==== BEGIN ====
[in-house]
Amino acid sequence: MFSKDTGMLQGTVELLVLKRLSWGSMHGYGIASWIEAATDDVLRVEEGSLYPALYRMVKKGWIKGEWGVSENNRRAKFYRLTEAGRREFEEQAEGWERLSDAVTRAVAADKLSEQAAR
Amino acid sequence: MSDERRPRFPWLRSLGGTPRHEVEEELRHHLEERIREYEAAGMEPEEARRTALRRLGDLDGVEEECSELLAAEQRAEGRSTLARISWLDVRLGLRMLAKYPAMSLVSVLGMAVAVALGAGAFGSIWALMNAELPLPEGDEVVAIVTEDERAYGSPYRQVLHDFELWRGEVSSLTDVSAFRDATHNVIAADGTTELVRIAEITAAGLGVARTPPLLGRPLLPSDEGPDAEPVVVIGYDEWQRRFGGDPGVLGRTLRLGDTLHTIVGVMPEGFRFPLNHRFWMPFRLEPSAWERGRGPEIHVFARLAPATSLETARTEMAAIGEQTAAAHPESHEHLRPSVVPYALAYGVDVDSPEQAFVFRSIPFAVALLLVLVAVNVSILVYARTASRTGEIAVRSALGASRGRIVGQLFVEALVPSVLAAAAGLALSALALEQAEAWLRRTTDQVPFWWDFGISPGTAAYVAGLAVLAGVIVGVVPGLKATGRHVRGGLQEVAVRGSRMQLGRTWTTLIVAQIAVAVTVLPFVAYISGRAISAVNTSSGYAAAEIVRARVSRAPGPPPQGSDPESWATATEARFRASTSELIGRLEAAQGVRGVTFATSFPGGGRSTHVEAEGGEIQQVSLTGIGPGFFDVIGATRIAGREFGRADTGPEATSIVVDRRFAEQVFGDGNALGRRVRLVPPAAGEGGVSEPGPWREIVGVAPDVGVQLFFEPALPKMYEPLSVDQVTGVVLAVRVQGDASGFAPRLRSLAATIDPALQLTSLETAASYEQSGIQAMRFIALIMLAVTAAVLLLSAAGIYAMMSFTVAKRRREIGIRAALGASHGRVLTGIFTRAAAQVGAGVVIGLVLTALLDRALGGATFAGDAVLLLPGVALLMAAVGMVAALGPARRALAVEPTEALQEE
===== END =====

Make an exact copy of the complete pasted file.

[in-house]
Amino acid sequence: MFSKDTGMLQGTVELLVLKRLSWGSMHGYGIASWIEAATDDVLRVEEGSLYPALYRMVKKGWIKGEWGVSENNRRAKFYRLTEAGRREFEEQAEGWERLSDAVTRAVAADKLSEQAAR
Amino acid sequence: MSDERRPRFPWLRSLGGTPRHEVEEELRHHLEERIREYEAAGMEPEEARRTALRRLGDLDGVEEECSELLAAEQRAEGRSTLARISWLDVRLGLRMLAKYPAMSLVSVLGMAVAVALGAGAFGSIWALMNAELPLPEGDEVVAIVTEDERAYGSPYRQVLHDFELWRGEVSSLTDVSAFRDATHNVIAADGTTELVRIAEITAAGLGVARTPPLLGRPLLPSDEGPDAEPVVVIGYDEWQRRFGGDPGVLGRTLRLGDTLHTIVGVMPEGFRFPLNHRFWMPFRLEPSAWERGRGPEIHVFARLAPATSLETARTEMAAIGEQTAAAHPESHEHLRPSVVPYALAYGVDVDSPEQAFVFRSIPFAVALLLVLVAVNVSILVYARTASRTGEIAVRSALGASRGRIVGQLFVEALVPSVLAAAAGLALSALALEQAEAWLRRTTDQVPFWWDFGISPGTAAYVAGLAVLAGVIVGVVPGLKATGRHVRGGLQEVAVRGSRMQLGRTWTTLIVAQIAVAVTVLPFVAYISGRAISAVNTSSGYAAAEIVRARVSRAPGPPPQGSDPESWATATEARFRASTSELIGRLEAAQGVRGVTFATSFPGGGRSTHVEAEGGEIQQVSLTGIGPGFFDVIGATRIAGREFGRADTGPEATSIVVDRRFAEQVFGDGNALGRRVRLVPPAAGEGGVSEPGPWREIVGVAPDVGVQLFFEPALPKMYEPLSVDQVTGVVLAVRVQGDASGFAPRLRSLAATIDPALQLTSLETAASYEQSGIQAMRFIALIMLAVTAAVLLLSAAGIYAMMSFTVAKRRREIGIRAALGASHGRVLTGIFTRAAAQVGAGVVIGLVLTALLDRALGGATFAGDAVLLLPGVALLMAAVGMVAALGPARRALAVEPTEALQEE